Thursday, September 19, 2013

Flash Fiction: Hydrants (written fall 2009)

She bought eight lightweight hydrants, one for each room. She practiced grabbing and pointing them, feigned pulling the key and trigger. It helped her worry less. 

Her boy's rubber ducks were lined up along the tub edge. "Checkered ducky," he said. "Polka-dot ducky. Yellow ducky, hotel ducky, flower ducky." There was a horse, too, that wheezed instead of squeaking and took in water that later dripped onto the hardwood floor in the little boy's bedroom. 

He asked for an apple and string cheese for his bedtime snack. He sipped almond milk from a cup with bubble shaped vehicles on it. "Taxi," he said, then turning the cup, "ambulance, fire engine, red car." 

She wondered when his father would return. He was timing horses at the big race in Kentucky. He was jogging through cornfields at sunset with a rented dog. She was exhausted and sunburnt and sweaty and grimy, and his phone calls were difficult to take politely. 

"Hug," said the little boy, and she hugged him. "Kiss," he said, and she kissed. "Kiss on the cheek, kiss on the nose, kiss on the chin," he said, and she did those things. 

"Grandmama's quilt," she whispered, tucking it in around him. 

"Horsey," he said, holding it up by the tail. Water dribbled on the orangest flower of the flower garden. "Horsey water Grandmama's quilt." 

* * *

Wednesday, February 24, 2010

Turned On

Thank you, blogging person named Danielle who I'd never heard of but am very happy to have discovered today, for reminding me: 

"No problem looks insurmountable when you're turned on."

From "The Perils of Justifying Yourself" at White Hot Truth.

Read the whole kickass post here.


Monday, February 22, 2010

Los Angeles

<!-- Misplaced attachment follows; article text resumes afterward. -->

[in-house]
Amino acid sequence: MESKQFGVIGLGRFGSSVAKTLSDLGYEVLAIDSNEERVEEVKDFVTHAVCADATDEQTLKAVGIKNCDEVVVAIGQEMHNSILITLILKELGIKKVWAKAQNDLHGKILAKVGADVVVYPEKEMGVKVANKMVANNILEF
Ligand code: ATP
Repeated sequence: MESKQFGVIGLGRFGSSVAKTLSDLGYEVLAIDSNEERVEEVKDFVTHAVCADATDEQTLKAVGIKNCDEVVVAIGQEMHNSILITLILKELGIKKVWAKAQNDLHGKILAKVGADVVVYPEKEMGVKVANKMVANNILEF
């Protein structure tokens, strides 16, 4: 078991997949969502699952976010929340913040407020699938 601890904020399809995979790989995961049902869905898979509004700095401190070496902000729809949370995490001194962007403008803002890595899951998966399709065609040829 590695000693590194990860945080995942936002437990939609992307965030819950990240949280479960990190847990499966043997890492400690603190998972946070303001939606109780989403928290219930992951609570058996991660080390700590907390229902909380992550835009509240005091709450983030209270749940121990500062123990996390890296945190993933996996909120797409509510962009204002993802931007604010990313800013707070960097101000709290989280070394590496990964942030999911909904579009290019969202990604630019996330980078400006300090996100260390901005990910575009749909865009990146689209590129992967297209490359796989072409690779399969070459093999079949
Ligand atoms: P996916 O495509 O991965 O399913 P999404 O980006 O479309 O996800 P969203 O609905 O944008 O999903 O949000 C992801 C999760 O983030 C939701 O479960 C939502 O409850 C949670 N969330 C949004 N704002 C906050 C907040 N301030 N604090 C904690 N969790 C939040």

A Los Angeles writer, writing about Los Angeles, in an international place.

"It is possible to disappear, for months, even years at a time, even for a whole lifetime, into the city of Los Angeles, in a way that it is impossible to disappear into other cosmopolitan places."

--from "Los Angeles" by Joseph F. Mailander

Read the entire piece here.


Friday, February 19, 2010


It's time to make things better. To unpack some boxes, see what can be found.

This one. Let's start with this one.

* * *

A map of our world...

And then again this way. Who the hell said north is up?

Flipping the Americas, close in.

* * *

A painting from my once love, his first time in New Orleans, and I only hope I didn't do too much harm.

And another. Lower Decatur Street, my first months in New Orleans, when "living on Lower Decatur" actually meant I had an apartment there, not that I spent more time there than at home.

* * *

Dachshunds from my friend Clau, one birthday all swirling. Before we had children, healthy kidneys, clean veins.

* * *

A metal candle holder, a wedding present. I want to nail it up and light votive candles. Blessings for our lives here between the murder zone and the river, this wrought iron paint peeling stoop sitting beautiful place.

* * *

And this one fell, broke, during my in-house excavation. Is this a bad omen? A good omen? Neutral: what I make of it. This same day I broke a mirror, and received a royalty payment of 6.66.

* * *

Sugar in my Bowl, by Kim Roberti. Small, sweet, swift, and I'm glad it's out of hiding. I want to listen to Nina and cut my hair like this woman's. In her black dress, with her china, with her waiter, wanting sugar, wanting sugar in her bowl.

* * * 

A combination of two of the best things, my mini-dachshund Story, and the art of Kimberly Nichols, who danced close with me through the Quarter, the Marigny, on Frenchmen, in bathrooms, in the tropics, in the swamp, for centuries, for only three nights.

Story, by Kimberly Nichols:

* * *

And this, Blessed Lady, a gift from an artist at an art fair in Austin. I was carrying BabyBoy in a sling, art appeciating and nursing. I was fascinated with the barge board paintings of goddesses, the tin roof virgins and witches and mamas and graces. I longed to take one home, but finances just then would not allow it. We chatted, the artist and I, BabyBoy adding his smiles, his sounds still preverbal. ESSA was her name, or Sher Chappel, and she had lived in New Orleans. We almost threw ourselves into one another's arms, innocently, happily. As I was leaving she called me back. Choose one, she told me. I want you to have one. Any. It's a gift.

* * * 

Little pieces of life to remind me while gracing my walls, my altar.

But first, time for the level, hooks and wire, a hammer, some nails.


Tuesday, February 16, 2010


An interesting article about chickens, in the Times Higher Education...